Most people who live outside of the District do not know that D.C. citizens pay about $2 billion a year in federal income taxes more than several states yet cannot elect people to decide how their money is spent. D.C. residents have served and died in our armed forces over the last half century in disproportionately high numbers, but have no representation in the Congress that decides whether or not to go to war. The U.S. is the only democracy in the world that deprives the residents of its capital city the basic rights granted to other citizens.
Even more damaging than the lack of the congressional representation is the colonial-style control that Congress exerts over the District. Adding one, or three, D.C. representatives to the 535 members of Congress would, by itself, do little to solve this problem.
Unaccountable power is by its nature abusive. The places where unaccountable power is exercised are, and must be, dysfunctional. Unaccountable power is uninformed. Members of Congress don't know this city. They don't know what's right for its people. They approve the budget and all the legislation, but they do not themselves have to live with their decisions. They foist pet projects on citizens who are perfectly capable of deciding these issues locally. They prevent the District from taxing income where it is earned. They regularly overturn the judgment of local elected officials on public health, tax, budget, school issues all with impunity.
Unaccountable power is destructive. It chokes the ability and destroys the responsibility of people to govern themselves. There is no place in the world where second-class citizens who live side by side with first-class citizens and fare as well. It just doesn't happen. What happens to a community where the people cannot exercise authority, where there is no democracy? People stop participating. They don't run for local offices. The civic culture of the community withers away.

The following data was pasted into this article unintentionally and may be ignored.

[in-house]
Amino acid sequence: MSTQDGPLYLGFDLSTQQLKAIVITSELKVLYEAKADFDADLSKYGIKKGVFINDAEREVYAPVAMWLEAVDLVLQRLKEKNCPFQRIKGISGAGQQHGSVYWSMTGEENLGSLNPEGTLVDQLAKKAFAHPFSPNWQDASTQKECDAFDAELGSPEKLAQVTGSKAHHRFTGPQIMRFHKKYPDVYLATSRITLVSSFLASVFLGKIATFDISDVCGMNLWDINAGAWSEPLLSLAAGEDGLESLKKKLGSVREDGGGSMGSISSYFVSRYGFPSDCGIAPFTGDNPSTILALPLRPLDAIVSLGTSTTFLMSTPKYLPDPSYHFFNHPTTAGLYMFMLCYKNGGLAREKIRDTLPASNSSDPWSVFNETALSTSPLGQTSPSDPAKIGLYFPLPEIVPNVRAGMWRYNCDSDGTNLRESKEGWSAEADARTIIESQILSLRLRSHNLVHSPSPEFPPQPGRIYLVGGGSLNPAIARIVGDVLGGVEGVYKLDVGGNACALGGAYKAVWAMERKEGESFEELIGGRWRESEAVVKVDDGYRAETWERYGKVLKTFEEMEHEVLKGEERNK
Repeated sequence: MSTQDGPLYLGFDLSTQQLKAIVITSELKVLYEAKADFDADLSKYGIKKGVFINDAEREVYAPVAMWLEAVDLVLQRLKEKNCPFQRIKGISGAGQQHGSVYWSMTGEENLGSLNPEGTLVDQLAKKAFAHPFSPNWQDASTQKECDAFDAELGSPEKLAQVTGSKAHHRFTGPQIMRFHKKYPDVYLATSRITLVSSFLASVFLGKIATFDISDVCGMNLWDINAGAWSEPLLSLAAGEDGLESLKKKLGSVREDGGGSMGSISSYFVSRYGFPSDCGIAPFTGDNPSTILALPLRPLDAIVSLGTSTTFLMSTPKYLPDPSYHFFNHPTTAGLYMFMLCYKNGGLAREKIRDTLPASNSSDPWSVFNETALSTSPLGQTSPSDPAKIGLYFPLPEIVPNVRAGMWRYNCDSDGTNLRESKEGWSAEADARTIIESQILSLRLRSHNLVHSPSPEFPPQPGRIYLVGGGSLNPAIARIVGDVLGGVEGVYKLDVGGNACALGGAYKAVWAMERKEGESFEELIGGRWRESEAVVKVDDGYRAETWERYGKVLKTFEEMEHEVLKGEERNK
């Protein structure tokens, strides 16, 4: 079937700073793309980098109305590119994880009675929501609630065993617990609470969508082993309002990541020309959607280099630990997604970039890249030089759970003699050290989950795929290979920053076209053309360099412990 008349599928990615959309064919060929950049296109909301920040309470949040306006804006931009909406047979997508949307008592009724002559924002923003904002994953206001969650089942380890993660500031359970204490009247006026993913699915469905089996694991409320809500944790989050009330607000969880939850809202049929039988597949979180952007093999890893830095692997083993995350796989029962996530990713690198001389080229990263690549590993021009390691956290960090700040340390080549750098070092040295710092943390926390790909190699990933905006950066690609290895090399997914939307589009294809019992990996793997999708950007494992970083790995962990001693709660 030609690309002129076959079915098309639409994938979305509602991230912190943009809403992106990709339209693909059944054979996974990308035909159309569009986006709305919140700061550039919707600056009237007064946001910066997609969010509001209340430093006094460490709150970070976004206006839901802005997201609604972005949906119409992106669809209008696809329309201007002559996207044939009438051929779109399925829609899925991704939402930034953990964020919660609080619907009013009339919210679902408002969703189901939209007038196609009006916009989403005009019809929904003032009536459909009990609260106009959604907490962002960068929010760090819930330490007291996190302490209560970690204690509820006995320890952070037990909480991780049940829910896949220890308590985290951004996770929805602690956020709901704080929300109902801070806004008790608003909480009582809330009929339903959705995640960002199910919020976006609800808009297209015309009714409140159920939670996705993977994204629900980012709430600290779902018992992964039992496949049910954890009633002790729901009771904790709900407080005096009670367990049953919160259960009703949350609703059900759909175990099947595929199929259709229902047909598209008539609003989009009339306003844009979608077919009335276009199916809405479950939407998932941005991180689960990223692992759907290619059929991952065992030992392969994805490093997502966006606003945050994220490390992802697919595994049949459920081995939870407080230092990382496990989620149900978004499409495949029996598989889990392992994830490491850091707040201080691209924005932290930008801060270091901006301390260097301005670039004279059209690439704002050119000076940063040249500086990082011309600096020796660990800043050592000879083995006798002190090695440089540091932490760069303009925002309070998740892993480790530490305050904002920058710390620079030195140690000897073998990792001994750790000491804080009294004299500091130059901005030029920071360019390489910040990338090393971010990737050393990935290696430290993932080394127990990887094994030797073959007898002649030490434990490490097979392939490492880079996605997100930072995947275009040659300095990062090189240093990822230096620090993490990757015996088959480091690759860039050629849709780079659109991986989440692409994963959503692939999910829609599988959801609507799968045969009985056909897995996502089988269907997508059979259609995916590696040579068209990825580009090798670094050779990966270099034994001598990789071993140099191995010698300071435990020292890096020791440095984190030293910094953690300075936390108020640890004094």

The results of Congressional interference and the inefficiency of colonial-style management are distressing as they are predictable. Poverty has increased during a time of economic expansion, with the percentage of residents in poverty going from 16.6 % in 1988 to 22.1 % in 1998. Even more astonishing was the growth in income inequality. The richest 20 % of D.C. residents earned 16.4 times as much as the poorest 20 % in the late 80s and 27.1 times as much in the late 90s.
The voters of the District of Columbia should be allowed to hold a referendum to choose their future status.
Local control is what will make it possible for the District to start fixing its problems. With legislative and appropriations delays, regular governing confusion, and congressional interference eliminated, the District would be more able to deal with its pressing problems. The solution for the problems of democracy is more democracy!Ralph Nader Favors Youth Voting: Lowering the Voting Age to 16
Ralph Nader favors lowering the voting age to 16 years old. He recognizes that 16 year olds work, pay taxes and more and more often are subjected to criminal laws passed that treat them like adults. In addition, democracy in the United States needs to be re-invigorated. Allowing youth the right to vote will increase voter participation, not only of 16 to 18 year olds, but also in the longer term as youth are taught at an early age the importance of voting. With this change in law Ralph also favors increased instruction in school about civics, government and the importance of voting. Some say youth are not smart enough to vote, so rather than explaining all the very good reasons for allowing the youth vote, Ralph believes it is best to let youth speak for themselves.
"At the founding of our nation, only rich, white, land-owning men over the age of twenty-one could vote. Later, it was any white man over twenty-one. Following the Civil War, the Fifteenth Amendment gave the vote to African American men. Next, in 1920, women's suffrage finally paid off with the passage of the Nineteenth Amendment. Finally, in 1970 the voting age was lowered to 18 due to the counter-cultural movements of the 1960's. Over hundreds of years, the vote has spread from the clutches of an elite few to an ever-greater percentage of the population. Youth are simply the next item on the timeline of Democracy's growth." "Youth Suffrage," Brad Vogel, Between the Lines, http://www.btlmag.org